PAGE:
2. 4111 Drummond St., Houston, TX 77025 - 2,100 sf, Curry Boudreaux

  3. 2235 Goldsmith, Houston, TX 77030 - 3,328 sf, Murphy Mears Architects

  4. 5906 Grace Ln., Houston, TX 77021 - 990 sf, M+A Architecture Studio

  5. Terraces at Palm, 1525 and 1521 Palm St., Houston, TX 77004 - 2,700 sf, Collaborative Designworks

  6. 1504 Kipling St., Houston, TX 77006 - 4,644 sf, CONTENT Architecture

  7. 2219 Kane St., Houston, TX , 77007 - 751 sf, Kinneymorrow Architecture

  8. Aurora Duo House, 1134 Aurora St., Houston, TX 77009 - 2,545 sf, studioMET

  9. Heights Integral Urban Homestead, 312 E. 27th St., Houston, TX 77008 - 3,570 sf, Environment Associates Architects & Consultants

Iris Lee House, studioMET
Quiet and unassuming, this modern refuge in the heart of Memorial sits among soaring trees on a corner lot where stop signs, ditches and culverts signal a pace of life slower than the hustle and bustle of arteries such as Interstate 10 and Memorial Drive just minutes away.

This private residence integrates the hard and rigid -- brick, glass, steel, metal panels and cypress -- with the malleable: ponds as greeters and landscape companions, organic plantings and framed views of nature and her moods.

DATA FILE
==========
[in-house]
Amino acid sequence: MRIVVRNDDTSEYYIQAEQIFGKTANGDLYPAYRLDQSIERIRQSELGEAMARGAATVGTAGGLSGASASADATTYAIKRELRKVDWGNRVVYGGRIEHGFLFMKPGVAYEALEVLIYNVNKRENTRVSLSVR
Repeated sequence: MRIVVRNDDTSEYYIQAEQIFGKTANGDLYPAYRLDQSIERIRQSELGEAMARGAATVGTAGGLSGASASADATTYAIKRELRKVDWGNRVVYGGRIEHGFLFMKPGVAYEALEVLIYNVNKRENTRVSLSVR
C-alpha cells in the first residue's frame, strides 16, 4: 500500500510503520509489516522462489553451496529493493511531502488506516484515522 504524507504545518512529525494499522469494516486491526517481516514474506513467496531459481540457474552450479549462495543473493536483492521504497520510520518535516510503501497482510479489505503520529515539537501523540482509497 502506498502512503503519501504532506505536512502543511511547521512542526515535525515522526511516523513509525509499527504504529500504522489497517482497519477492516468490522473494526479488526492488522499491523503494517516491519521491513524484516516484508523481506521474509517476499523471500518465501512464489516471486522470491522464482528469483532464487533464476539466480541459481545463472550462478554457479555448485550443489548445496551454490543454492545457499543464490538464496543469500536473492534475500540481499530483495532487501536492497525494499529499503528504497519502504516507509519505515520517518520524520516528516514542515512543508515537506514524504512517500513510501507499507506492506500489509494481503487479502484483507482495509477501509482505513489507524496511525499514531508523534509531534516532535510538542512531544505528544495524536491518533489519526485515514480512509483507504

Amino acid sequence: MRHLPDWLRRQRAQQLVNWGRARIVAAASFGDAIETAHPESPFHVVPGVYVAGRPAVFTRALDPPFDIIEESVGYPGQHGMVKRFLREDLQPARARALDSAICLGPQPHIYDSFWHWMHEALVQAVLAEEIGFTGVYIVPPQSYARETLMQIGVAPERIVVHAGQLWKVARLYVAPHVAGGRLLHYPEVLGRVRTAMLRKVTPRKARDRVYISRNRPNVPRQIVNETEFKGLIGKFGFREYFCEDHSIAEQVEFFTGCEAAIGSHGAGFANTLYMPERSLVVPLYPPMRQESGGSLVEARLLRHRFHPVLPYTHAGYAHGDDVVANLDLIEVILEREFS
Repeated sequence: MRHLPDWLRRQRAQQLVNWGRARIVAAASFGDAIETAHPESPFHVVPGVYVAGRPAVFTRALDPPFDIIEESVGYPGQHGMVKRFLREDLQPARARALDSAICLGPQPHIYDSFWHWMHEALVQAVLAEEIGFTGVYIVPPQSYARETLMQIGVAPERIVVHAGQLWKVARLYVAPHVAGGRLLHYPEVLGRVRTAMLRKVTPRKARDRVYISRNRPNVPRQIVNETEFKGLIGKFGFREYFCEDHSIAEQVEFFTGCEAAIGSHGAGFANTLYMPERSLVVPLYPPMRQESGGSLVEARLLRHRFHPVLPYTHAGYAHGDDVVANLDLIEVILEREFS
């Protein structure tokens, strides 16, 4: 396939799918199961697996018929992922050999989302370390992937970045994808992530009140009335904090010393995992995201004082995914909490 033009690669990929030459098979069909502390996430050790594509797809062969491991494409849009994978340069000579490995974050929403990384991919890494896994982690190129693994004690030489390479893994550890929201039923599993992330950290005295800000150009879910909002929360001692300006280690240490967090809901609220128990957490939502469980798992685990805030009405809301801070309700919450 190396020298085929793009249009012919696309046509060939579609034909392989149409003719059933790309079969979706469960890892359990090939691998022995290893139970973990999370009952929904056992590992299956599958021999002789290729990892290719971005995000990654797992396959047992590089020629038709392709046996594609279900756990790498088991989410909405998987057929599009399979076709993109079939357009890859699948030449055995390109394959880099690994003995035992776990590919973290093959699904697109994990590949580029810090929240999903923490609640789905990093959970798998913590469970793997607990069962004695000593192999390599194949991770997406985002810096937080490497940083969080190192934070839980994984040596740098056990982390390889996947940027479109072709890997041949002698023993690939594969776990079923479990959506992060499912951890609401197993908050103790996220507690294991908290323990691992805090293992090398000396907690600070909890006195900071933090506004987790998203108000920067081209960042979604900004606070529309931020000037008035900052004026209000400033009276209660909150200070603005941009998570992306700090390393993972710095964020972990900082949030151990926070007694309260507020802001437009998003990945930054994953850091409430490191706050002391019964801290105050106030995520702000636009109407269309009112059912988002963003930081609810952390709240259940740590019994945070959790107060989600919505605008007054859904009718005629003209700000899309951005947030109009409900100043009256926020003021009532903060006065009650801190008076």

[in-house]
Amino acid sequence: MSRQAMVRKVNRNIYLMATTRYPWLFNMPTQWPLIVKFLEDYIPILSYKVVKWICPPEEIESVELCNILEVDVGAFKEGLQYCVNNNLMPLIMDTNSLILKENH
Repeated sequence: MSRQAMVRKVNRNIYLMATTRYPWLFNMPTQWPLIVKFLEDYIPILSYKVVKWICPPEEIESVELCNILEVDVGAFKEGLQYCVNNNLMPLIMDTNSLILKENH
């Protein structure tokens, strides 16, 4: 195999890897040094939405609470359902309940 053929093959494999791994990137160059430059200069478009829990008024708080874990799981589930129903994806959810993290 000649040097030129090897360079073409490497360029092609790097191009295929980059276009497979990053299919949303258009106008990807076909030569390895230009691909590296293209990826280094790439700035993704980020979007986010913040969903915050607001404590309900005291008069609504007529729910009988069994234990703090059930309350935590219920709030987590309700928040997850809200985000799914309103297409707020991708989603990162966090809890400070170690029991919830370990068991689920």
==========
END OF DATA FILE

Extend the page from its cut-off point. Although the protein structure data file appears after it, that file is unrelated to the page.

The exterior massing volumes of the house disguise the spaciousness of the interior where boundaries, planes and corners seamlessly weave in and out.

At almost 9,000 square feet, the residence includes: an inviting double-height living space with expanses of sliding glass walls; a spoke of secondary bedrooms off the main living hub; another spoke for entertaining with an open kitchen/family room complemented by a summer kitchen and lanai; and a master retreat on the entire second floor with a private terrace overlooking the lap pool and tennis court.

4111 Drummond St., Curry Boudreaux
Lars Bang AIA, among the first of the University of Houston College of Architecture graduates, designed the Bendit House in 1952. Heralded by local and national media and featured on the Contemporary Arts Museum’s Modern House Tour Six, it was forgotten as one-story ranch houses that originally surrounded it continued to be replaced by large-scale builder stock. The house represents and yet transcends its time and place with a design rigor effectively showcasing the optimistic tenets of early Modernism. It is futuristic enough to be mistakenly identified as contemporary construction, although being over 60 years old.